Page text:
Keys to success? Unlocking each team's integral component
By Richard Justice
Who is your team's most important player in 2015? Not its best player. Not its highest-paid player. Just the guy whose performance might guarantee a successful season. Every club has a player -- or perhaps two -- like that.
Let's call it "30 players, 30 teams." Right about now, every general manager is playing some version of this game. That is, they look at their roster and see things of which they're absolutely certain. For instance, the Red Sox believe they can write down David Ortiz's 2015 statistics and be within an eyelash of where the real numbers end up.
And then there are things teams believe with some level of confidence will happen. These range from young players getting a chance to play to players coming back from injuries. There are also players a general manager looks at and thinks, "If this guy is great, we're in good shape."
Here's my list:
American League East
Blue Jays: Brett Cecil
If he can handle the closer's role -- and he has a 2.76 ERA over 126 appearances the last two seasons -- Toronto could slide Aaron Sanchez and his 97-mph fastball into the rotation.
Orioles: Chris Davis
The O's have less margin for error after losing Nelson Cruz and Nick Markakis in free agency. They need Davis to be close to the guy he was in 2013, when he led the AL with 53 home runs and 138 RBIs.
Rays: Evan Longoria
Tampa Bay is, as usual, counting on a bunch of young guys -- Steven Souza, Kevin Kiermaier, Brandon Guyer, perhaps Tim Beckham. Longoria getting back to his 2013 numbers (39 doubles, 32 home runs, 70 walks) would go a long way toward taking some of the pressure off them.
Red Sox: Clay Buchholz.
Boston has the makings of a very good, very deep rotation. The Red Sox are not relying on Buchholz the way they once did. But he could elevate this team in a big way.
Yankees: CC Sabathia
The burly left-hander's days of being a No. 1 starter probably are over. But if he can just stay healthy, Sabathia surely can still give the Yanks the quality innings they badly need.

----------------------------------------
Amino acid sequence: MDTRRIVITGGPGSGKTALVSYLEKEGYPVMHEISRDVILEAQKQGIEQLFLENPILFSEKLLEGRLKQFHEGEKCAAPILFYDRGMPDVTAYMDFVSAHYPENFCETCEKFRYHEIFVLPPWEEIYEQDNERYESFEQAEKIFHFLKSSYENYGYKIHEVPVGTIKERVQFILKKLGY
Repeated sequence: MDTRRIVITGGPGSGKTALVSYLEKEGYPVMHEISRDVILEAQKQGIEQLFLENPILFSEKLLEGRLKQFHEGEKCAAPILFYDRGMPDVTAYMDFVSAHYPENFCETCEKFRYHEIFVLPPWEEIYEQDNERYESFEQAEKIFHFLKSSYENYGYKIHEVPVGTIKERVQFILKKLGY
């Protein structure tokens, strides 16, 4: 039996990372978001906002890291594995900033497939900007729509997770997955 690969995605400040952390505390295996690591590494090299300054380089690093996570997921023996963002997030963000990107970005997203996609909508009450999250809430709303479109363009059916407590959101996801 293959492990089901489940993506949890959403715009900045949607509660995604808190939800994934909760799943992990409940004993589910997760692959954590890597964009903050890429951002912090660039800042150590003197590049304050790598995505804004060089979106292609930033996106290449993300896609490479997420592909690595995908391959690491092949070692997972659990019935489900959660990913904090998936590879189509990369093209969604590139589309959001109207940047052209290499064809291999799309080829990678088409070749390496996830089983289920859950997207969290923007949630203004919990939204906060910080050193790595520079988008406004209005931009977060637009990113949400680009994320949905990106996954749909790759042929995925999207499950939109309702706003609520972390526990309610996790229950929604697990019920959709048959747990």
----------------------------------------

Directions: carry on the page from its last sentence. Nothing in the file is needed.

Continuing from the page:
Indians: Trevor Bauer
Bauer showed flashes last season of fulfilling those huge expectations, and he could help deliver a division championship to the Tribe in 2015.
Royals: Mike Moustakas
He's 26 years old and has 1,830 big league at-bats and one very sweet postseason under his belt. If Moose takes another step forward, it would go a long way toward giving Kansas City a lineup capable of a second straight playoff run.
Tigers: Justin Verlander
Despite the changes, Detroit could still have a first-rate rotation. But the Tigers need a healthy -- and productive -- Verlander.
Twins: Byron Buxton
A potentially franchise-changing player. No time like the present.
White Sox: Avisail Garcia
The White Sox probably can win the AL Central without Garcia being great. But his upside is so high, he could transform an already solid lineup into one of baseball's best.
Angels: C.J. Wilson
The veteran left-hander is so smart and so competitive that it would be a huge mistake to discount him. If there's gap between the Mariners and Halos, Wilson surely could close it.
Astros: Jon Singleton
He passed every test in the Minors, but his first big league season was a huge struggle. For a team that badly needs more offense, Singleton could provide it.
Athletics: Marcus Semien
He was one of the keys of GM Billy Beane's roster renovation. If Semien can be a productive everyday shortstop, he'd go a long way toward helping the A's to a fourth straight postseason appearance.
Mariners: Taijuan Walker
The young right-hander has the ability to transform a good rotation to a great one. Still only 22 years old, his time has come.
Rangers: Prince Fielder
The veteran slugger is the difference between an average offense and a potentially very good one. He's also possibly the difference between making and missing the playoffs.
National League East
Braves: B.J. Upton
If Upton can resurrect his career, he could give Atlanta another important piece -- either as a trade asset or an impact player.
Marlins: Jose Fernandez
Even if he doesn't return until August, Fernandez could be a difference-maker down the stretch.
Mets: Matt Reynolds
Is this where the never-ending search for a shortstop ends? Reynolds has passed every test in the Minors. Why not?
Nationals: Drew Storen
Closer is pretty much the only area where the Nats have a question mark. Storen will get first crack at the job. If he struggles, Casey Janssen is waiting in the wings.
Phillies: Ryan Howard
This is about an exit strategy for a player with $60 million remaining on his contract. If he can show other teams he still has value, Howard could perhaps put a nice touch on a great career and get GM Ruben Amaro Jr. another piece for his roster reconstruction.
Brewers: Ryan Braun
The first rule of contending is that stars have to play like stars. With Milwaukee, that begins with the right fielder.
Cardinals: Jason Heyward
The outfielder will impact his new team, both offensively and defensively. This appears to be the start of a beautiful marriage.
Cubs: Kris Bryant
Pick a name. The Cubs are going to have so many talented young guys, it's impossible to know where to begin. Bryant is at the top of this list.
Pirates: Gregory Polanco
If the young outfielder is what he has been projected to be, the Bucs potentially could have baseball's best offense and be on their way to a third straight postseason appearance.
Reds: Homer Bailey
There's less margin for error in the rotation. Bailey may not be ready for Opening Day, but his recovery from a right forearm injury is huge for a team that appears good enough to contend.